WHO Model Prescribing Information: Drugs Used in the Treatment of Streptococcal Pharyngitis and Prevention of Rheumatic Fever
(1999; 18 pages) View the PDF document
Table of Contents
View the documentPreface
View the documentIntroduction
Close this folderManagement of group a streptococcal upper respiratory tract infection
View the documentDiagnosis
Close this folderAntimicrobial treatment of Group A streptococcal pharyngitis
View the document1. Primary prevention of rheumatic fever
View the document2. Secondary prophylaxis of rheumatic fever
View the documentTable 1. Treatment of Group a Streptococcal Pharyngitis (Primary Prevention of Rheumatic Fever).
View the documentTable 2. Prevention of Recurrences of Rheumatic Fever by Prevention of Group A Streptococcal Infections in Individuals who have had an initial attack of Rheumatic Fever (Secondary Prophylaxis).
Open this folder and view contentsDrug Data sheets
 

2. Secondary prophylaxis of rheumatic fever

For all individuals who have had an initial attack of rheumatic fever, whether or not they have rheumatic heart disease, continuous administration of an antibiotic is mandatory to prevent acquisition and infection of the upper respiratory tract by group A streptococci. Secondary prophylaxis has been documented to reduce significantly the risk of recurrent attacks with their attendant morbidity and mortality.

Antibiotic regimens for secondary prophylaxis differ. The regular intramuscular injection of repository penicillin (benzathine benzylpenicillin) is the most effective available treatment. Although classically given every four weeks, recent data indicate that 1,200,000 units of benzylbenzathine penicillin given every three weeks is more effective in preventing recurrences of rheumatic fever, especially in high-risk patients.

Several technical factors related to the benzathine benzylpenicillin injection can affect its bioavailability. For this reason it is recommended that health workers responsible for administering the injection are trained in the technique of giving injections. The injection should be deep into the muscle as recommended. More superficial injections allow the benzathine benzylpenicillin to remain in the subcutaneous tissue leading to decreased absorption and lower serum levels. Care should be taken, particularly in adults that the whole content of the vial is fully removed and injected..

Although the activity of benzathine benzylpenicillin remains stable in the vial for several years if adequately stored, the activity may be affected by the presence of preservatives, metal ions or bicarbonate in the vial. The physical properties of the solution, if not optimum, may also affect its degree of solubility and hence its absorption from the injection site. All of the above affects the biological activity of benzathine benzylpenicillin. Since different brands are produced in the market, continuous quality assurance is important to optimize not only its chemical activity but also its biological activity. This is needed to reduce variations between different brands and to assure effective serum penicillin levels.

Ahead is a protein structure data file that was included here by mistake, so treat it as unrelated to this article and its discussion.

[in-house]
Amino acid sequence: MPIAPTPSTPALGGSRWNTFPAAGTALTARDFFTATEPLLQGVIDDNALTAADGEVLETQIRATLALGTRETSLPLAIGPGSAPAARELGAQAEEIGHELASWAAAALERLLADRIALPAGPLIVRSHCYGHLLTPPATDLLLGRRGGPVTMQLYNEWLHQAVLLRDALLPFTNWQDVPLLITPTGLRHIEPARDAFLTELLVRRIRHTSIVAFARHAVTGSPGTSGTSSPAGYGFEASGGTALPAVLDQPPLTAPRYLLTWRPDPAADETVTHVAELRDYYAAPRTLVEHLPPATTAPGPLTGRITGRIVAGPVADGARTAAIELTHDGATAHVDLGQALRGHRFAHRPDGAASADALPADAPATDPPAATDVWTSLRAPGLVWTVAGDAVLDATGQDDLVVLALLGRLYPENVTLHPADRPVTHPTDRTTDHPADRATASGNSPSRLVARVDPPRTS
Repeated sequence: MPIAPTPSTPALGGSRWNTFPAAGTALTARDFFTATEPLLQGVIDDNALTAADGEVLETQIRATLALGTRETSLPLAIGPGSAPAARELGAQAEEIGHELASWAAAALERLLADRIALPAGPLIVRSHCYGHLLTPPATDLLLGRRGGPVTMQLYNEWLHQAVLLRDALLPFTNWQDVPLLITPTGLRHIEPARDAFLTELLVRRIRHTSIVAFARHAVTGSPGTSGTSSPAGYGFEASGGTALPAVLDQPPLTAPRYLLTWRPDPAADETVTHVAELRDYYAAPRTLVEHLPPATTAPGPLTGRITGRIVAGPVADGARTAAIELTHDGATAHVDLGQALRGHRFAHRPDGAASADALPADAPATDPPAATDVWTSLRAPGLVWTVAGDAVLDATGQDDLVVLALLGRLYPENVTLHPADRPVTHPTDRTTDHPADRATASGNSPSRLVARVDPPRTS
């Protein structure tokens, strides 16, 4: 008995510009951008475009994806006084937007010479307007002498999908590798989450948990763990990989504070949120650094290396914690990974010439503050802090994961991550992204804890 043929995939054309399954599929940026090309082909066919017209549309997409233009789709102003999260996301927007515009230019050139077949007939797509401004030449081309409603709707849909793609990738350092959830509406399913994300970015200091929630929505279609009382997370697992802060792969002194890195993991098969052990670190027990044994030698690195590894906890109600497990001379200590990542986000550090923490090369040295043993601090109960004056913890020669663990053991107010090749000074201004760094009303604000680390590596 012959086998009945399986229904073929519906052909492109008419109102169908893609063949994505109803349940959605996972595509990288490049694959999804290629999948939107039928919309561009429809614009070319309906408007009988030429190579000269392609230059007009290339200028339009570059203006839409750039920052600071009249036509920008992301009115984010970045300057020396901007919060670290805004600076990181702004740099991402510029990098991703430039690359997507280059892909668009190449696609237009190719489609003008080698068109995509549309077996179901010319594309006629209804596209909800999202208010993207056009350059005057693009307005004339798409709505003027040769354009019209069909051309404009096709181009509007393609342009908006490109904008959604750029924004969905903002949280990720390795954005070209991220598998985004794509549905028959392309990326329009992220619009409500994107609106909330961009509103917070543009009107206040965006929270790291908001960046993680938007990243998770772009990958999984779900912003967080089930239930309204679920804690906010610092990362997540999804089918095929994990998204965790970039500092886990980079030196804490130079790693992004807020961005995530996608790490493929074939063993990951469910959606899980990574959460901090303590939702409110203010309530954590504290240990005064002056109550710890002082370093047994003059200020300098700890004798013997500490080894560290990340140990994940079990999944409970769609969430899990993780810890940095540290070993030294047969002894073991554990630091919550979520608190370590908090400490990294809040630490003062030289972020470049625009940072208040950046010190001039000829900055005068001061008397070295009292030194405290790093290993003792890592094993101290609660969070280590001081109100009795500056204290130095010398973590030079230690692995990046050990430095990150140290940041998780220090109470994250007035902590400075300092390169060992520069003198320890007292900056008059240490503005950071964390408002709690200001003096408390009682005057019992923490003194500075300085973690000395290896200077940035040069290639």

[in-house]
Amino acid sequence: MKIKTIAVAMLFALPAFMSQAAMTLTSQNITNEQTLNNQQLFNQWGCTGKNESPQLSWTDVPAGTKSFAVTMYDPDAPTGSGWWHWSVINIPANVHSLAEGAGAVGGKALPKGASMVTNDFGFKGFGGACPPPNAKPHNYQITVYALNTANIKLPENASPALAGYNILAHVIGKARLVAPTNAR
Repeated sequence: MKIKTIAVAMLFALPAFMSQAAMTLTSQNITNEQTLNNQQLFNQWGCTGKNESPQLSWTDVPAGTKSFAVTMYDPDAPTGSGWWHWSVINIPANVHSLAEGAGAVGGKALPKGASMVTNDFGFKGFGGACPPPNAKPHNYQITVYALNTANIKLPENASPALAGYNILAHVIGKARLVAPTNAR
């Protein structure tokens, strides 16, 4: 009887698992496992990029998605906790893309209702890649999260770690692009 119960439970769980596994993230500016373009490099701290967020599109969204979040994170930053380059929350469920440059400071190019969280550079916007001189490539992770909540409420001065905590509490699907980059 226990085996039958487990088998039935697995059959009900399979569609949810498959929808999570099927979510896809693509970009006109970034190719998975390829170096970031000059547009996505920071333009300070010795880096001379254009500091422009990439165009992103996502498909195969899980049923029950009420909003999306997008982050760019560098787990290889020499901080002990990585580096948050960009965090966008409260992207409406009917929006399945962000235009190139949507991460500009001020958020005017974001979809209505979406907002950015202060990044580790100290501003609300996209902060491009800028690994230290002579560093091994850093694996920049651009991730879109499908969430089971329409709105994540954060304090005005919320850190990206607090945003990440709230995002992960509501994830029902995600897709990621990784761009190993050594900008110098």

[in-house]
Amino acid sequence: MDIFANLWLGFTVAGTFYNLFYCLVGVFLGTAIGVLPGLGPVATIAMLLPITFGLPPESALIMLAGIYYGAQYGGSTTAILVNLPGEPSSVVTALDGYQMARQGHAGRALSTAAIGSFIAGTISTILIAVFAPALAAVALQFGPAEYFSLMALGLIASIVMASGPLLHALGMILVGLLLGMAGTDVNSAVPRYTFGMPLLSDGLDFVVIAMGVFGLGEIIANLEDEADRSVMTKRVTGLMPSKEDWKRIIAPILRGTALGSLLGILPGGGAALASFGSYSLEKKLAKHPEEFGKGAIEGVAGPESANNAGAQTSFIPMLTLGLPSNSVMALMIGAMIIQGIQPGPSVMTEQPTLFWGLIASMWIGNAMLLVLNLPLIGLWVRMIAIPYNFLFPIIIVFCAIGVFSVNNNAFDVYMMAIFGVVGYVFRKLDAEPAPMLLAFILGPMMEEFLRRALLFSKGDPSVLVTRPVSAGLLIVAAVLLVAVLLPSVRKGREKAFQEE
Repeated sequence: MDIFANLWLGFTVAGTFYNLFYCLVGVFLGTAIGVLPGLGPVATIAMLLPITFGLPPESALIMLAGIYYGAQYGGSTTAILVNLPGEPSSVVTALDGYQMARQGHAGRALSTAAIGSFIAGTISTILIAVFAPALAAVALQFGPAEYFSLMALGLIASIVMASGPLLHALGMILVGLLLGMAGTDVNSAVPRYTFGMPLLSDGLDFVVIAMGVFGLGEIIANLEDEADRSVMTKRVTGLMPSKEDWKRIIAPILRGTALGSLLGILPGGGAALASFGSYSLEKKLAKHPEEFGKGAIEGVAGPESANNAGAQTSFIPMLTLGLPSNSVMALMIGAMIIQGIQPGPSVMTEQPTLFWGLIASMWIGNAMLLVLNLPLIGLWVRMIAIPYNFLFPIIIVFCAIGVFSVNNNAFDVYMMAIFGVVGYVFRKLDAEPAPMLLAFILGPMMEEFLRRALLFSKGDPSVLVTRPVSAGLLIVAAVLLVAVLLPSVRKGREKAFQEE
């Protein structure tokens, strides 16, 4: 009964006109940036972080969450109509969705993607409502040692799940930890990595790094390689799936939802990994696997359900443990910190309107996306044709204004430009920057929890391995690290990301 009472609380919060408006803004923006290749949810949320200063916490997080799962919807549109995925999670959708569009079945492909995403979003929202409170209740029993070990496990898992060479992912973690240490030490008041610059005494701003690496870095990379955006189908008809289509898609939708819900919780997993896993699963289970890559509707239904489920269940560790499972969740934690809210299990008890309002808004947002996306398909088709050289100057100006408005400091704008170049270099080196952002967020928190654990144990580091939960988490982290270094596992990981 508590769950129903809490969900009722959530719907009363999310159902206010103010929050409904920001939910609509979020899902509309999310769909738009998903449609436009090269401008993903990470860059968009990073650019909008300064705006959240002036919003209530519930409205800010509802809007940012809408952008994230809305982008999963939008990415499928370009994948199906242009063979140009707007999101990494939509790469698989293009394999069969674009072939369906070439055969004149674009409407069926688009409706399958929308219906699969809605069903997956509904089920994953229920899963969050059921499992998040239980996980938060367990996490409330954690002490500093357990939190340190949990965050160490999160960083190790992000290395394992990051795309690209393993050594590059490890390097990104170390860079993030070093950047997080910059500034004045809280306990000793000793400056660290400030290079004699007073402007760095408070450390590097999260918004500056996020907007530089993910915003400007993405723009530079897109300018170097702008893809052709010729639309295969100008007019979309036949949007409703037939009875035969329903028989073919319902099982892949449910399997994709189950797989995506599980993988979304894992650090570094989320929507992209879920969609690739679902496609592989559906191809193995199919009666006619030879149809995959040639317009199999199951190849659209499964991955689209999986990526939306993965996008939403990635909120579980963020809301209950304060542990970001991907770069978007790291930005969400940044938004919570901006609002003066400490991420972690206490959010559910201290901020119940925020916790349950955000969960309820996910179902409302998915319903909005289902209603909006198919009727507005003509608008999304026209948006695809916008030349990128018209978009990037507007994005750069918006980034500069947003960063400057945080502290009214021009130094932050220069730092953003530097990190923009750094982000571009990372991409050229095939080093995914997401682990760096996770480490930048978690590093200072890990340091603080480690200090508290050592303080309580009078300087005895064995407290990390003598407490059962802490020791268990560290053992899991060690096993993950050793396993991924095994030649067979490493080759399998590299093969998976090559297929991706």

For patients for whom the regular and repeated injections of benzathine benzylpenicillin are not given, an alternative but lesser effective method is the use of daily oral phenoxymethylpenicillin. The potential problems with oral prophylaxis that should be considered are:

Adherence is difficult;
Even when adherence can be assured, the rheumatic fever recurrence rates have been shown to be higher with this regimen than with intramuscular benzathine benzylpenicillin;

For patients known to be allergic to penicillin, an oral sulfonamide is recommended for secondary prophylaxis. It is not effective for treating established group A streptococcal infection. For individuals who cannot take either penicillin or sulfadiazine, erythromycin in a dose of 250 mg twice daily may be used. However, there are recent reports of group A streptococcal resistance to erythromycin.

Duration of secondary prophylaxis

There are several variables that affect the likelihood of recurrences of rheumatic fever, including the time since the most recent attack, the age of the patient and the risk posed by the environment. The duration of secondary prophylaxis should be adapted to the individual patient but some general principles can be stated. Patients without carditits in a previous attack should have prophylaxis for a minimum of five years after the last attack, and at least until age 18 and often longer if risk factors are high. Patients with cardiac involvement in the initial attack should continue prophylaxis at least until the age of 25 years, and longer if environmental conditions or other risk factors warrant it.

For patients with chronic valvular rheumatic heart disease, secondary prophylaxis for prolonged periods, even for life, has sometimes been recommended. It is prudent for the physician to consider each patient individually in determining the duration.

Antibiotic prophylaxis for secondary rheumatic fever should be continued through pregnancy. However, sulfonamides present a risk to the fetus and an alternative antibiotic (penicillin or erythromycin) should be substituted. The teenage years present a special problem, particularly with adherence. Special efforts must be made at this crucial period when the risk of recurrence is great.

*The general principles for secondary prophylaxis are:

Patient

Duration

No carditis/RHD

To 18 years and at least five years after the last attack

Documented carditis

At least to 25 years and often longer

Chronic carditis

For life

With artificial valves

For life

* see text for details

 

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